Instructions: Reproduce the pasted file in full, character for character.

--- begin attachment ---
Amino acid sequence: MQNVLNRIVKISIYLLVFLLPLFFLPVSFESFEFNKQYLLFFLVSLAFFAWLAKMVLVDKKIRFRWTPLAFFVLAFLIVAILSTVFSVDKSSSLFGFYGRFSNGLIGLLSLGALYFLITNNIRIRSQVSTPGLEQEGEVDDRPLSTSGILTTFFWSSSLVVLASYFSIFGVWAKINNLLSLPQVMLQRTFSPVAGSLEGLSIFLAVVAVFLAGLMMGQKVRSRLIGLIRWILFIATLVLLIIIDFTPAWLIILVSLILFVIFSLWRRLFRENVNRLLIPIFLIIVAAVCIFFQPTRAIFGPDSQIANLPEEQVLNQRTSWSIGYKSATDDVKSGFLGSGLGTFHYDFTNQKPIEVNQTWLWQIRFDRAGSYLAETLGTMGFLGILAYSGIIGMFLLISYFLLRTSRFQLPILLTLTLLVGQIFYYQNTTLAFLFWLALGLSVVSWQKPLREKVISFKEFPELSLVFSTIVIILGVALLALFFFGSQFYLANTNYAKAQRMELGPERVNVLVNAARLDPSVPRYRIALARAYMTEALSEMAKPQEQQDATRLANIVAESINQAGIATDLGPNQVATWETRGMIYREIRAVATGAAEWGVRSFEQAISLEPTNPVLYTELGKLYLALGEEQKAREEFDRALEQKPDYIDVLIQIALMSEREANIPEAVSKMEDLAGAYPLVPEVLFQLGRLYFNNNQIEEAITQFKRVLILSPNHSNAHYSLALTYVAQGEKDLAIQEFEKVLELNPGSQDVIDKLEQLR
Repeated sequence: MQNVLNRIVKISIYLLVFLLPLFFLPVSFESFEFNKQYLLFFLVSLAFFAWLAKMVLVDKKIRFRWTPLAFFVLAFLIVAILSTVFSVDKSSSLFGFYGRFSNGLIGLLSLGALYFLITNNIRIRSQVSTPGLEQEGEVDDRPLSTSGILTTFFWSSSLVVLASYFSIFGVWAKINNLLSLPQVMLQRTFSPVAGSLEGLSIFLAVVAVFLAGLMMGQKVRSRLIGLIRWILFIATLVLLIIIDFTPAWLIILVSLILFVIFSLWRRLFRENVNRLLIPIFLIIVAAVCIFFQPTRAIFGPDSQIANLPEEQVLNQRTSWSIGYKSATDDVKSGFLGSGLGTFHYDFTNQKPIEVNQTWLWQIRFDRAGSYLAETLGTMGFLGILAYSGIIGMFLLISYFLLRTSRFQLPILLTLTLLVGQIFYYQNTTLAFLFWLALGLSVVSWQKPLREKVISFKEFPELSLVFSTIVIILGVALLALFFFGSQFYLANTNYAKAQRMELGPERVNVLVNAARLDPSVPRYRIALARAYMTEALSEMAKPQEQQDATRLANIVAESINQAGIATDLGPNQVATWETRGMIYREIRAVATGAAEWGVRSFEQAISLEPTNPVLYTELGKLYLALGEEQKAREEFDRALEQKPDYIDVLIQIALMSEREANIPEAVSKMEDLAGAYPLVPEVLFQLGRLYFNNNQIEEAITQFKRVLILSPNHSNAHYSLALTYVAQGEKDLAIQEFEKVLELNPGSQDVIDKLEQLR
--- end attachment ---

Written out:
Amino acid sequence: MQNVLNRIVKISIYLLVFLLPLFFLPVSFESFEFNKQYLLFFLVSLAFFAWLAKMVLVDKKIRFRWTPLAFFVLAFLIVAILSTVFSVDKSSSLFGFYGRFSNGLIGLLSLGALYFLITNNIRIRSQVSTPGLEQEGEVDDRPLSTSGILTTFFWSSSLVVLASYFSIFGVWAKINNLLSLPQVMLQRTFSPVAGSLEGLSIFLAVVAVFLAGLMMGQKVRSRLIGLIRWILFIATLVLLIIIDFTPAWLIILVSLILFVIFSLWRRLFRENVNRLLIPIFLIIVAAVCIFFQPTRAIFGPDSQIANLPEEQVLNQRTSWSIGYKSATDDVKSGFLGSGLGTFHYDFTNQKPIEVNQTWLWQIRFDRAGSYLAETLGTMGFLGILAYSGIIGMFLLISYFLLRTSRFQLPILLTLTLLVGQIFYYQNTTLAFLFWLALGLSVVSWQKPLREKVISFKEFPELSLVFSTIVIILGVALLALFFFGSQFYLANTNYAKAQRMELGPERVNVLVNAARLDPSVPRYRIALARAYMTEALSEMAKPQEQQDATRLANIVAESINQAGIATDLGPNQVATWETRGMIYREIRAVATGAAEWGVRSFEQAISLEPTNPVLYTELGKLYLALGEEQKAREEFDRALEQKPDYIDVLIQIALMSEREANIPEAVSKMEDLAGAYPLVPEVLFQLGRLYFNNNQIEEAITQFKRVLILSPNHSNAHYSLALTYVAQGEKDLAIQEFEKVLELNPGSQDVIDKLEQLR
Repeated sequence: MQNVLNRIVKISIYLLVFLLPLFFLPVSFESFEFNKQYLLFFLVSLAFFAWLAKMVLVDKKIRFRWTPLAFFVLAFLIVAILSTVFSVDKSSSLFGFYGRFSNGLIGLLSLGALYFLITNNIRIRSQVSTPGLEQEGEVDDRPLSTSGILTTFFWSSSLVVLASYFSIFGVWAKINNLLSLPQVMLQRTFSPVAGSLEGLSIFLAVVAVFLAGLMMGQKVRSRLIGLIRWILFIATLVLLIIIDFTPAWLIILVSLILFVIFSLWRRLFRENVNRLLIPIFLIIVAAVCIFFQPTRAIFGPDSQIANLPEEQVLNQRTSWSIGYKSATDDVKSGFLGSGLGTFHYDFTNQKPIEVNQTWLWQIRFDRAGSYLAETLGTMGFLGILAYSGIIGMFLLISYFLLRTSRFQLPILLTLTLLVGQIFYYQNTTLAFLFWLALGLSVVSWQKPLREKVISFKEFPELSLVFSTIVIILGVALLALFFFGSQFYLANTNYAKAQRMELGPERVNVLVNAARLDPSVPRYRIALARAYMTEALSEMAKPQEQQDATRLANIVAESINQAGIATDLGPNQVATWETRGMIYREIRAVATGAAEWGVRSFEQAISLEPTNPVLYTELGKLYLALGEEQKAREEFDRALEQKPDYIDVLIQIALMSEREANIPEAVSKMEDLAGAYPLVPEVLFQLGRLYFNNNQIEEAITQFKRVLILSPNHSNAHYSLALTYVAQGEKDLAIQEFEKVLELNPGSQDVIDKLEQLR